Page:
Love Is a Many-Splendored Thing (1955)


Directed by: Henry King, Otto Lang

Stars: William Holden, Jennifer Jones, Torin Thatcher

Language: English + Commentary (2nd track) | Subtitles: English (embed)

Country: Usa | Imdb Info | Ar: 16:9 | Brrip

Description: A widowed doctor of both Chinese and European descent falls in love with a married American correspondent in Hong Kong during China’s Communist revolution.


2.28GB | 101:57mins | 1280×720 | mkv

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3 Responses to Love Is a Many-Splendored Thing (1955)

  1. Duke Marlborough says:

    I’ve enjoyed for years a lot of the crazy, weird and fun stuff on Rarelust., But Rarelust is also beautiful and profound

    I had downloaded “Love Is A Many Splendored Thing” (1955) and sat down to watch it. I knew it was my late mom’s favorite movie, but I didn’t know why. I had seen it years earlier at least once, but as i reflected as the lush opening of the widescreen movie begins, I never previously saw it in widescreen, let alone HD.

    My mom never saw it in its pure form except when it was first shown in theaters where she saw it in 1955. It would have certainly been chopped up, full of commercials, panned and scanned, maybe a double image when she saw it on TV in the years since.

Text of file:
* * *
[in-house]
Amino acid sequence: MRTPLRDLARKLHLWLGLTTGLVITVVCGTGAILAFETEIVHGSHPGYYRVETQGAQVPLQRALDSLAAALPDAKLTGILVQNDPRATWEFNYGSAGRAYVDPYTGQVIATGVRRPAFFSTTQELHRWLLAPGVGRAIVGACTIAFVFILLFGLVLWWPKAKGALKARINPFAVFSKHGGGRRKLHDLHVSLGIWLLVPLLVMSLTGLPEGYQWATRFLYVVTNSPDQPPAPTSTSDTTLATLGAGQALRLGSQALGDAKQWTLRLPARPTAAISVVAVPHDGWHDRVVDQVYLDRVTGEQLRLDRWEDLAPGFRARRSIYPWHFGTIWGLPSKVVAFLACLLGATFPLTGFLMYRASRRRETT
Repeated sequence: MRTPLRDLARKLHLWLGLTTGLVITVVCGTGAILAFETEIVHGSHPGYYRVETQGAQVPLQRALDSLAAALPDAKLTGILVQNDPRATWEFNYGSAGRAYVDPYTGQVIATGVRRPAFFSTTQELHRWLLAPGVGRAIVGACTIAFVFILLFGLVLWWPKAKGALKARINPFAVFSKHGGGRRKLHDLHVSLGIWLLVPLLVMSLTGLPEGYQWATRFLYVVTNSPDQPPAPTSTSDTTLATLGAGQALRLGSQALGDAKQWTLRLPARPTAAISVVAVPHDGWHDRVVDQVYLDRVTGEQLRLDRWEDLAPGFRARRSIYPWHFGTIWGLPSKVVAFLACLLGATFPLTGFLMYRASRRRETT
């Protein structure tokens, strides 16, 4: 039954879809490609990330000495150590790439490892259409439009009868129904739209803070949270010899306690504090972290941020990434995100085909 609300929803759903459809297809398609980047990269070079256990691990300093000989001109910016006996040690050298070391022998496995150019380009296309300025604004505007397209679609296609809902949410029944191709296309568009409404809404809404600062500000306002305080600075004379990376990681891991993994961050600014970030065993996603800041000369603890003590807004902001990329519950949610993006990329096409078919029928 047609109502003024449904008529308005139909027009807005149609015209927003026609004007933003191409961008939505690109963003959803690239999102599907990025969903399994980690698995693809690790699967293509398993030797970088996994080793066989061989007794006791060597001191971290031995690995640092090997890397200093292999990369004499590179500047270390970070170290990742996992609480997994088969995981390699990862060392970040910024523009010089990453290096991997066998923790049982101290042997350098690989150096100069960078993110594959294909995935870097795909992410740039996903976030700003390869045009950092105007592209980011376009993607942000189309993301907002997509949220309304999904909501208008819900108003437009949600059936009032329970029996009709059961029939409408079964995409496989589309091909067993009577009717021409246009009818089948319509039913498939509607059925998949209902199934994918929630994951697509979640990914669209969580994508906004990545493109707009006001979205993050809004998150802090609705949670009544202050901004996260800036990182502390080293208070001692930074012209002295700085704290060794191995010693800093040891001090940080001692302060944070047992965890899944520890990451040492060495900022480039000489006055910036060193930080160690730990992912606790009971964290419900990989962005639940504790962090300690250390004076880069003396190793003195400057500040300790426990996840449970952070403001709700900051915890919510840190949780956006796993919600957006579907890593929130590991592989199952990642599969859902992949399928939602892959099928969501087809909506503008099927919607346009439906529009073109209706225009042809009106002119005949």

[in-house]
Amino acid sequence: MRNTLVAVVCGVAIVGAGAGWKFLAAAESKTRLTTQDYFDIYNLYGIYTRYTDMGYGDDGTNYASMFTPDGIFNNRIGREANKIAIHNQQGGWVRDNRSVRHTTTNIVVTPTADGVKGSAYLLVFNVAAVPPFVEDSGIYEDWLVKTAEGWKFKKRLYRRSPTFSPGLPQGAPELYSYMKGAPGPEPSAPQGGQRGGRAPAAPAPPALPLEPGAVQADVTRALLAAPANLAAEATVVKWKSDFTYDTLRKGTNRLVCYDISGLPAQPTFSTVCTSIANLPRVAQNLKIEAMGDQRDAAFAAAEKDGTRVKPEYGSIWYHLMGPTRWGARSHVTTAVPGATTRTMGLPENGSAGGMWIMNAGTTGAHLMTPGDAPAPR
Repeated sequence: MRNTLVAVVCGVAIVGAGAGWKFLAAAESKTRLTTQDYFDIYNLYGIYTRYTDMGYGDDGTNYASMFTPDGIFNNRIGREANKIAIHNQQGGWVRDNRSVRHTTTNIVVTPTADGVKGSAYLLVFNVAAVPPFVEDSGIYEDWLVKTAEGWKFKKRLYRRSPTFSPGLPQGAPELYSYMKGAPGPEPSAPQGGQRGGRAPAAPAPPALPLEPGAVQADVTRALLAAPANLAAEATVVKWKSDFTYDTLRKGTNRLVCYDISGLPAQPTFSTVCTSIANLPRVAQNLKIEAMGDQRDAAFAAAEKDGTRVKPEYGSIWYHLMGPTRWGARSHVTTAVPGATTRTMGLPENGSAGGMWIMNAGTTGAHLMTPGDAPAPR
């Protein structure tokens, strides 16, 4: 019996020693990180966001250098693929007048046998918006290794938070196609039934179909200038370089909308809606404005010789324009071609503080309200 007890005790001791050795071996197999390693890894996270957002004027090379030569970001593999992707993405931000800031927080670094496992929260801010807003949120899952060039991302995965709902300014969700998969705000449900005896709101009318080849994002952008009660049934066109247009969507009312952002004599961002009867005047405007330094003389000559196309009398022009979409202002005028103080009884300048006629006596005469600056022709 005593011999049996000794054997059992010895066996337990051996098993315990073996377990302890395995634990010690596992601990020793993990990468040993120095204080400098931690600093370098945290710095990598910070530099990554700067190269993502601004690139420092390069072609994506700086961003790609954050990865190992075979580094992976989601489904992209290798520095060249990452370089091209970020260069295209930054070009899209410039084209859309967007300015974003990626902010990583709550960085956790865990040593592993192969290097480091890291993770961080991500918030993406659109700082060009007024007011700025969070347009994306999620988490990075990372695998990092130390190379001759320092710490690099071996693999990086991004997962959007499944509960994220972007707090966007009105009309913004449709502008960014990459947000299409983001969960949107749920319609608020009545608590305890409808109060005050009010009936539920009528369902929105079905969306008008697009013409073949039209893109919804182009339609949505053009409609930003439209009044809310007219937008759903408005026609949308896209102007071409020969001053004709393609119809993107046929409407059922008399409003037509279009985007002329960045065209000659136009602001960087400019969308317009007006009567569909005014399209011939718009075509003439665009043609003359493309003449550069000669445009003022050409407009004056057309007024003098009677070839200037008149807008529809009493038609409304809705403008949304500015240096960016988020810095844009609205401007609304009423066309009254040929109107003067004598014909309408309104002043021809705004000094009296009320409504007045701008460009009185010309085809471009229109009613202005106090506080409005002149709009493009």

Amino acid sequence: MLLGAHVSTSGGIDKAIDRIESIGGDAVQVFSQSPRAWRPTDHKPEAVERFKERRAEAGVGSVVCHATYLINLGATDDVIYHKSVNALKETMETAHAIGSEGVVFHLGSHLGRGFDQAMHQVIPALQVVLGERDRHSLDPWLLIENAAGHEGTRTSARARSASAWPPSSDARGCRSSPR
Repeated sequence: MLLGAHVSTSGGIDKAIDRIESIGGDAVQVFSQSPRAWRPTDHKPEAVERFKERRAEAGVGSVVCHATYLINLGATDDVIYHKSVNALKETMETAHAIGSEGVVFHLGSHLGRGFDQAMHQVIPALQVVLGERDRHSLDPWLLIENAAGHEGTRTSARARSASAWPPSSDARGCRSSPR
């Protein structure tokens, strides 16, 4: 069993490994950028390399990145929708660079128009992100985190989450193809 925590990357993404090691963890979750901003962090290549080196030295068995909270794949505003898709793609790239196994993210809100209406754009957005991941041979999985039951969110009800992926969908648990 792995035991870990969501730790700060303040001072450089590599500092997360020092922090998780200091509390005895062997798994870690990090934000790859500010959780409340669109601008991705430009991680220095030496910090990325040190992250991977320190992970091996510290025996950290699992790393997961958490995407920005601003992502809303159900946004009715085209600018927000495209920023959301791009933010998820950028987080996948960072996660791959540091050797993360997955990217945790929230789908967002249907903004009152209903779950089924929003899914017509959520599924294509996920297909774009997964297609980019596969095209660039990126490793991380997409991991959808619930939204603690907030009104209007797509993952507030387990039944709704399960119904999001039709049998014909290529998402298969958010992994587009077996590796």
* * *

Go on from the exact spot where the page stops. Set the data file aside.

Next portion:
As I sat and watched it uninterrupted, its beautiful and philosophical tone washes over you. Instantly I recognized my dad in William Holden, who even sounds like him (they came from the same part of the country). My dad also had a history of traveling and going to Korea. Jennifer Jones has the same short, dark hair that my mom wore in those days.The couple seems like a mismatch, but now I realize they were a metaphor for my mom and dad’s romance of the 1950s. It was my mom’s dream of the world as it was, or she wished it could be, in all those years since.

    Thank you, Rarelust for one of my most profound moments in enjoying movies.

  2. Phaota says:

    Commentary is with writer/film historian Sylvia Stoddard, film music expert John Burlingame and director of photography Michael Lonzo.

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